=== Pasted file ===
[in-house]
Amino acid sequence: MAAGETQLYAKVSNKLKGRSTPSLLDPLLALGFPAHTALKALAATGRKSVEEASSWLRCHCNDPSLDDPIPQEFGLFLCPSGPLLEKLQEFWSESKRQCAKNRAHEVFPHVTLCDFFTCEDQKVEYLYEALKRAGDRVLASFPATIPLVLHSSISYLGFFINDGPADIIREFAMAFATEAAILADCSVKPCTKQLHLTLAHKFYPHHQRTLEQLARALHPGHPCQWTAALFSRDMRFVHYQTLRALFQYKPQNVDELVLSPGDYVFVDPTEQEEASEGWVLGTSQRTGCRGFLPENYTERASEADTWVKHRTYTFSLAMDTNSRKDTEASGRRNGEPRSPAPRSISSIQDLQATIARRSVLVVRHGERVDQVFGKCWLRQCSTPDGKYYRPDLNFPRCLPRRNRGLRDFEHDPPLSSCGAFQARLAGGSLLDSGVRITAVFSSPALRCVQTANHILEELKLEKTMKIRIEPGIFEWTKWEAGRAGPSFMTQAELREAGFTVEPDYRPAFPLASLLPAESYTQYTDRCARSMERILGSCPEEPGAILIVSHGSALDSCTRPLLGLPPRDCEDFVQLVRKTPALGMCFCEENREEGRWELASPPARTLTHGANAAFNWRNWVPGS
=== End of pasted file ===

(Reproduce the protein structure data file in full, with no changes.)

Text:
[in-house]
Amino acid sequence: MAAGETQLYAKVSNKLKGRSTPSLLDPLLALGFPAHTALKALAATGRKSVEEASSWLRCHCNDPSLDDPIPQEFGLFLCPSGPLLEKLQEFWSESKRQCAKNRAHEVFPHVTLCDFFTCEDQKVEYLYEALKRAGDRVLASFPATIPLVLHSSISYLGFFINDGPADIIREFAMAFATEAAILADCSVKPCTKQLHLTLAHKFYPHHQRTLEQLARALHPGHPCQWTAALFSRDMRFVHYQTLRALFQYKPQNVDELVLSPGDYVFVDPTEQEEASEGWVLGTSQRTGCRGFLPENYTERASEADTWVKHRTYTFSLAMDTNSRKDTEASGRRNGEPRSPAPRSISSIQDLQATIARRSVLVVRHGERVDQVFGKCWLRQCSTPDGKYYRPDLNFPRCLPRRNRGLRDFEHDPPLSSCGAFQARLAGGSLLDSGVRITAVFSSPALRCVQTANHILEELKLEKTMKIRIEPGIFEWTKWEAGRAGPSFMTQAELREAGFTVEPDYRPAFPLASLLPAESYTQYTDRCARSMERILGSCPEEPGAILIVSHGSALDSCTRPLLGLPPRDCEDFVQLVRKTPALGMCFCEENREEGRWELASPPARTLTHGANAAFNWRNWVPGS